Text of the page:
DIELO (PREDOBRAZ) Latentná rekapitulácia štýlov
“We live in a world where there is still so much more unknown than known.”
For Milan Mikula, an ideal place for embodying his ideas is a laboratory – bot not an ordinary one, rather a cross of an inventor’s workshop in a mad avant-gardist’s studio that we’ve entered in the middle of his most recent experiment. We have a feeling that the object of this experiment is a work of art, leaving us curious about its hypothesis.
Judging by what’s presented on display, we are witnessing a frame of the artwork combating with the painting. As we observe the potential of the naked canvas, we’re wondering whether this is some visual smog or just another reproduction. The frames in displays evoke the original function of the space – a shop named Dielo (Artwork) that closed its door over a decade ago. This motif is, however, a secondary one, significant only for the local context, resembling Mikula’s tendencies to play with words and their meaning in different layers, which might be confusing for the passer-byes.
The real object of Mikula’s experiment is not the artwork itself, but rather its prefigure – the “pre-condition” of its creation, the background impulses, circumstances, processes and contexts. The artwork is absent; the empty frame seems to be awaiting some content (or has it lost it already?), turning the naked canvas into its potential substitution.
Prefigure is one of the permanently recurring notions/concepts present in the oeuvre of Milan Mikula. His paintings often arise as “works in progress”. One motif is added to another, modifying it while being formed by the process, adapting impulses followed by responses, which are then translated into further situations and artworks. Mikula creates his works step by step, interested in turning points, as well as the moments preceding and following them.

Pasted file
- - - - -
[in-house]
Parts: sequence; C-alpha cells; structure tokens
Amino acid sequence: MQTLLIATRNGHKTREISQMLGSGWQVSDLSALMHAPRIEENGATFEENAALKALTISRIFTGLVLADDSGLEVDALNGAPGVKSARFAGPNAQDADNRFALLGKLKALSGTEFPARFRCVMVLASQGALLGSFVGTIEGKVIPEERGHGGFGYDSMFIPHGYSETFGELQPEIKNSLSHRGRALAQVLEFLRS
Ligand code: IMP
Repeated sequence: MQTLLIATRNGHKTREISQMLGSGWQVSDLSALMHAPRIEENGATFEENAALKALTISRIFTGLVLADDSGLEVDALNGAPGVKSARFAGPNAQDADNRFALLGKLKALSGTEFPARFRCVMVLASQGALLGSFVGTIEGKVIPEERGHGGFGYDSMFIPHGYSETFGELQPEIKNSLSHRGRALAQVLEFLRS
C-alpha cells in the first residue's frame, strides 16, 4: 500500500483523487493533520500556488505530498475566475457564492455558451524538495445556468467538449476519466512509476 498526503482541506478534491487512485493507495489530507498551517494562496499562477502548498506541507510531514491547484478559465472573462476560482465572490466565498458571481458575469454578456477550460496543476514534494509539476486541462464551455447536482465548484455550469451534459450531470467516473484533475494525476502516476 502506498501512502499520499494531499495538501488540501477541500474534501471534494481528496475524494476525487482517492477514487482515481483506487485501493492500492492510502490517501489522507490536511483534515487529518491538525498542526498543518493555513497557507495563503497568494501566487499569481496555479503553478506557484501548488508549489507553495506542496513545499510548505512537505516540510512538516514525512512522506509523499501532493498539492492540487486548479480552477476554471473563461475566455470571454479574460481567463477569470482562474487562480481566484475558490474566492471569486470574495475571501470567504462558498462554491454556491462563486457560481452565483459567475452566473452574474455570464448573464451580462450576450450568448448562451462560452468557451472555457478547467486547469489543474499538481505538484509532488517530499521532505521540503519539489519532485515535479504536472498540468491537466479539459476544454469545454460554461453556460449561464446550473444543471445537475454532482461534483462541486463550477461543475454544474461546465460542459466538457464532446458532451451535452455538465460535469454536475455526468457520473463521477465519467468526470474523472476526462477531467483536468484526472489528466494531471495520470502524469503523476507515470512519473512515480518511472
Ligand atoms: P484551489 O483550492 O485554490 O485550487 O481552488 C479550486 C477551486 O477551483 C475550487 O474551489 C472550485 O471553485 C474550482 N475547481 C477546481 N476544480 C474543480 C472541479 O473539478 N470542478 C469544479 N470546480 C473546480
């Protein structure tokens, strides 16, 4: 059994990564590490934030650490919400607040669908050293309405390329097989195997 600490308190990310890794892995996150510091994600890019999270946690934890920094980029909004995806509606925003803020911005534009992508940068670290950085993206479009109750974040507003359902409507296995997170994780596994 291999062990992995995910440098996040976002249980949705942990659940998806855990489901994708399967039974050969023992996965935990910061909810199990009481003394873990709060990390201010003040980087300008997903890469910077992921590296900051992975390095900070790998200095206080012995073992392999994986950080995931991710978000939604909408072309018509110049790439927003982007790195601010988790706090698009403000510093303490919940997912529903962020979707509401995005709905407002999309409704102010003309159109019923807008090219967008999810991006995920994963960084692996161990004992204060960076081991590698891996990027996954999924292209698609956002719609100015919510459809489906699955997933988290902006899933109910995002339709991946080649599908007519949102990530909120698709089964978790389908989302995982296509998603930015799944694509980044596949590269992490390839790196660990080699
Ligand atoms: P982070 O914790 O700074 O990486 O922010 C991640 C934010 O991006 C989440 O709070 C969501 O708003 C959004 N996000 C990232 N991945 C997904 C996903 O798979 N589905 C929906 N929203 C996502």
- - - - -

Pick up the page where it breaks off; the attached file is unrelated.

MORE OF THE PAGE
The interactive environment of the ARTWORK (PREFIGURE). Latent Recapitulation of Styles can be considered as an expression of the core principle of Milan Mikula’s work. We are witnessing potential creation of a painting, a process triggered by the viewer’s movement. The artists is “merely” the architect of the background, the author of the idea and the designer of the context providing creative impetus and letting the viewer intervene into his own work subsequently.
The question is: Who or what is the spiritus movens in this process? Is it the author, the viewer, or the avant-garde styles the traces of which are apparent to attentive observers as they step closer to the canvas? Forms of expressionism, pointillism, vorticism, surrealism, postmodernism, constructivism and minimalism emerge from non-being for a few moments to indicate the major question of how to physically embody an idea so that it will last. However, this line remains uncrossed in the postfigures, leaving the final work uncreated – everything returns to its original state after the viewer-mover and later the mover-author are gone.
“Uncertainty sparks attempts to decipher the cause, foresee the effect while serving as a source of inner restlessness that causes obsessive urgency to comprehend the whole and get behind the barrier of the misunderstood and incomprehensible.” And yet, what comes before or after it remains unimportant, as “we find out that the key is in the constantly dynamic realm of what’s IN BETWEEN.”
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Milan Mikula seems to be omnipresent – he is artistically active on different “scenes” including visual arts, graphic design or scenography. His works address complex philosophical issues such as existence or civilization survival in different situations. The artist examines values and their shifts in this world through communication, illusion, and constant transformation. These subject matters are present in all elements of Mikula’s works – a book is not merely a book but also a rebus; his artworks perform as both integral and provocative parts of the environment designated for them by the artist. His installations often take place in abandoned premises, factory towers, or nonfunctional church properties. In other words, the artist likes using existing “real-world” sceneries as the setting for his artworks. These subject matters and environments are often uplifted by the use of cosmic and absurd elements, as well as interventions in the form of performance and action by the artist himself, who is not afraid to utilize cliché or motifs and themes that are part of the cultural heritage of persons from our region, their generation, and any reasonable individual in general.
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